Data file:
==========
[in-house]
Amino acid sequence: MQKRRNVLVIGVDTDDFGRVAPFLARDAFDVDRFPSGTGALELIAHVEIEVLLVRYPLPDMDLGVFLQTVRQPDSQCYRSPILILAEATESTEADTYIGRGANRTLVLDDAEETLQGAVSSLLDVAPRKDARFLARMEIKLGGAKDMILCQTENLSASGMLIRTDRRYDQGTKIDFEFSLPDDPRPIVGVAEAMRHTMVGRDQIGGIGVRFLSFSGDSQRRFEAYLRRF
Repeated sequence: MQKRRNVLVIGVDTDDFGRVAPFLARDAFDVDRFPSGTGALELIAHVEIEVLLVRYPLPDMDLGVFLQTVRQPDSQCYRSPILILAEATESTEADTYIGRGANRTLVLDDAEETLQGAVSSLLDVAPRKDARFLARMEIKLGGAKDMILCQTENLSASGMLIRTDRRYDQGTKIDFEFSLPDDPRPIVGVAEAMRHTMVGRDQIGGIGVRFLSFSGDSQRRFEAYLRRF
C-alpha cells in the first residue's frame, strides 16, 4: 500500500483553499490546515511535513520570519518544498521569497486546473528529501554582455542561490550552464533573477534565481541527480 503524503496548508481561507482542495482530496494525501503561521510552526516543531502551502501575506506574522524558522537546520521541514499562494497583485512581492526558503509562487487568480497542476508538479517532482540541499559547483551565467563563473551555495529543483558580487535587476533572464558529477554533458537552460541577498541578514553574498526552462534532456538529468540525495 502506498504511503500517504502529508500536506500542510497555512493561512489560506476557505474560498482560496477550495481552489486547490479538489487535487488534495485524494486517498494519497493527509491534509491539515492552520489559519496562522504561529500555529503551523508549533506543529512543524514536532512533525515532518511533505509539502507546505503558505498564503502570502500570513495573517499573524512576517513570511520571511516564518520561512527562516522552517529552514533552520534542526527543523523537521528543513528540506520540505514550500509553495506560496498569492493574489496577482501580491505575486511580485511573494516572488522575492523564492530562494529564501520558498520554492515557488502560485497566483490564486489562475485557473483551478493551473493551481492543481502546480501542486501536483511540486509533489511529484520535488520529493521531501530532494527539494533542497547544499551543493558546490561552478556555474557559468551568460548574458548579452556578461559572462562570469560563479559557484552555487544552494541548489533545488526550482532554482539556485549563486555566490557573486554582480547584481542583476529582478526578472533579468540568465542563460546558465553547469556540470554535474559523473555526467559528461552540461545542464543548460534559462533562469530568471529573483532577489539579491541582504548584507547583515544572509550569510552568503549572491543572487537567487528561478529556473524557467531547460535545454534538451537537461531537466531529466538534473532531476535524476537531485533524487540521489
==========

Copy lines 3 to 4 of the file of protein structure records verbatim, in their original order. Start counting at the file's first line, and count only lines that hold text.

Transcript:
Repeated sequence: MQKRRNVLVIGVDTDDFGRVAPFLARDAFDVDRFPSGTGALELIAHVEIEVLLVRYPLPDMDLGVFLQTVRQPDSQCYRSPILILAEATESTEADTYIGRGANRTLVLDDAEETLQGAVSSLLDVAPRKDARFLARMEIKLGGAKDMILCQTENLSASGMLIRTDRRYDQGTKIDFEFSLPDDPRPIVGVAEAMRHTMVGRDQIGGIGVRFLSFSGDSQRRFEAYLRRF
C-alpha cells in the first residue's frame, strides 16, 4: 500500500483553499490546515511535513520570519518544498521569497486546473528529501554582455542561490550552464533573477534565481541527480 503524503496548508481561507482542495482530496494525501503561521510552526516543531502551502501575506506574522524558522537546520521541514499562494497583485512581492526558503509562487487568480497542476508538479517532482540541499559547483551565467563563473551555495529543483558580487535587476533572464558529477554533458537552460541577498541578514553574498526552462534532456538529468540525495 502506498504511503500517504502529508500536506500542510497555512493561512489560506476557505474560498482560496477550495481552489486547490479538489487535487488534495485524494486517498494519497493527509491534509491539515492552520489559519496562522504561529500555529503551523508549533506543529512543524514536532512533525515532518511533505509539502507546505503558505498564503502570502500570513495573517499573524512576517513570511520571511516564518520561512527562516522552517529552514533552520534542526527543523523537521528543513528540506520540505514550500509553495506560496498569492493574489496577482501580491505575486511580485511573494516572488522575492523564492530562494529564501520558498520554492515557488502560485497566483490564486489562475485557473483551478493551473493551481492543481502546480501542486501536483511540486509533489511529484520535488520529493521531501530532494527539494533542497547544499551543493558546490561552478556555474557559468551568460548574458548579452556578461559572462562570469560563479559557484552555487544552494541548489533545488526550482532554482539556485549563486555566490557573486554582480547584481542583476529582478526578472533579468540568465542563460546558465553547469556540470554535474559523473555526467559528461552540461545542464543548460534559462533562469530568471529573483532577489539579491541582504548584507547583515544572509550569510552568503549572491543572487537567487528561478529556473524557467531547460535545454534538451537537461531537466531529466538534473532531476535524476537531485533524487540521489